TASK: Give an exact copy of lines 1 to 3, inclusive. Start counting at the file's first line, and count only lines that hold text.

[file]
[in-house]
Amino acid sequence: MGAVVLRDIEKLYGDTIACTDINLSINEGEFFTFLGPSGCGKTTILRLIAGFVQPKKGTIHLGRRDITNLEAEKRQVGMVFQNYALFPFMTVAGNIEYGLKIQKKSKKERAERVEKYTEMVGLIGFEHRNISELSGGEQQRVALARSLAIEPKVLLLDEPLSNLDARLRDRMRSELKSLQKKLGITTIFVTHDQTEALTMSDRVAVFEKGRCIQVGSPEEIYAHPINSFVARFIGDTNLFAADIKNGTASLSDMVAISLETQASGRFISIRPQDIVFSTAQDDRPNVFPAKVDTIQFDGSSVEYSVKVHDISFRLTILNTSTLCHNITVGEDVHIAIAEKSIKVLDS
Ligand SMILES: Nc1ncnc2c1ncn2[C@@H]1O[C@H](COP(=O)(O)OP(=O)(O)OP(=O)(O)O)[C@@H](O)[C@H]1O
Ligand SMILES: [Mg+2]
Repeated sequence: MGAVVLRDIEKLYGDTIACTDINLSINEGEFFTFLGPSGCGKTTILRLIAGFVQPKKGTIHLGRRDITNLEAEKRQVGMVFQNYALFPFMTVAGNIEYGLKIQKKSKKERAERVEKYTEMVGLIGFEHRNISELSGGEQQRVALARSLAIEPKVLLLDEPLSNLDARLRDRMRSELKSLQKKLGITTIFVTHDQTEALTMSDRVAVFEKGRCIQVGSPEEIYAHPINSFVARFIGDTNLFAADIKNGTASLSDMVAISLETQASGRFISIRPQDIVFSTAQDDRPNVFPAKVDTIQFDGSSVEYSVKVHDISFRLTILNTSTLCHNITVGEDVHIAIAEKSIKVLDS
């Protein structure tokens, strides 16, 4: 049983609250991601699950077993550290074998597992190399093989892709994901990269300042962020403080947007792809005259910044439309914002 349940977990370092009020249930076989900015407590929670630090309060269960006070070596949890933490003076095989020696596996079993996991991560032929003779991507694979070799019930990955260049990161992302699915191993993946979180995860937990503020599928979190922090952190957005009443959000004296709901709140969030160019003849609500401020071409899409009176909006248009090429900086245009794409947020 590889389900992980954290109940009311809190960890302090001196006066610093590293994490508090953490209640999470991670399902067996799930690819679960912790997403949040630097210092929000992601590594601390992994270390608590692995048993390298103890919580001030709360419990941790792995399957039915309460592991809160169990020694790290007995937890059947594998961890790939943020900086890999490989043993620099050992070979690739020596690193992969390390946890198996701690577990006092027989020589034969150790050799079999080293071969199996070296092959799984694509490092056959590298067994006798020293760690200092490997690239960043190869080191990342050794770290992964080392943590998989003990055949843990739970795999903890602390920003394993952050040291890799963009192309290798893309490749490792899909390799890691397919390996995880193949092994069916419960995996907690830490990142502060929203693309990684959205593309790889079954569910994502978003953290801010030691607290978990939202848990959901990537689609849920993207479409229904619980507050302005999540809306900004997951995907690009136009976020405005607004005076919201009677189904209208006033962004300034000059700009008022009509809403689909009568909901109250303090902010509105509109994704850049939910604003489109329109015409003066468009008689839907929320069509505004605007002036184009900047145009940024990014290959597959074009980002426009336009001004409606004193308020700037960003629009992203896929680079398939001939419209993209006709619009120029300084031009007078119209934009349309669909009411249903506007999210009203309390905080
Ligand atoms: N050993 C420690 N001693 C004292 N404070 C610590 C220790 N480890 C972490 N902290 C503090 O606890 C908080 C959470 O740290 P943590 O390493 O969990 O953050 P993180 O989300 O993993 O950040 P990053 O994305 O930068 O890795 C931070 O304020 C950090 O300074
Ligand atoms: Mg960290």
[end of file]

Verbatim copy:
[in-house]
Amino acid sequence: MGAVVLRDIEKLYGDTIACTDINLSINEGEFFTFLGPSGCGKTTILRLIAGFVQPKKGTIHLGRRDITNLEAEKRQVGMVFQNYALFPFMTVAGNIEYGLKIQKKSKKERAERVEKYTEMVGLIGFEHRNISELSGGEQQRVALARSLAIEPKVLLLDEPLSNLDARLRDRMRSELKSLQKKLGITTIFVTHDQTEALTMSDRVAVFEKGRCIQVGSPEEIYAHPINSFVARFIGDTNLFAADIKNGTASLSDMVAISLETQASGRFISIRPQDIVFSTAQDDRPNVFPAKVDTIQFDGSSVEYSVKVHDISFRLTILNTSTLCHNITVGEDVHIAIAEKSIKVLDS
Ligand SMILES: Nc1ncnc2c1ncn2[C@@H]1O[C@H](COP(=O)(O)OP(=O)(O)OP(=O)(O)O)[C@@H](O)[C@H]1O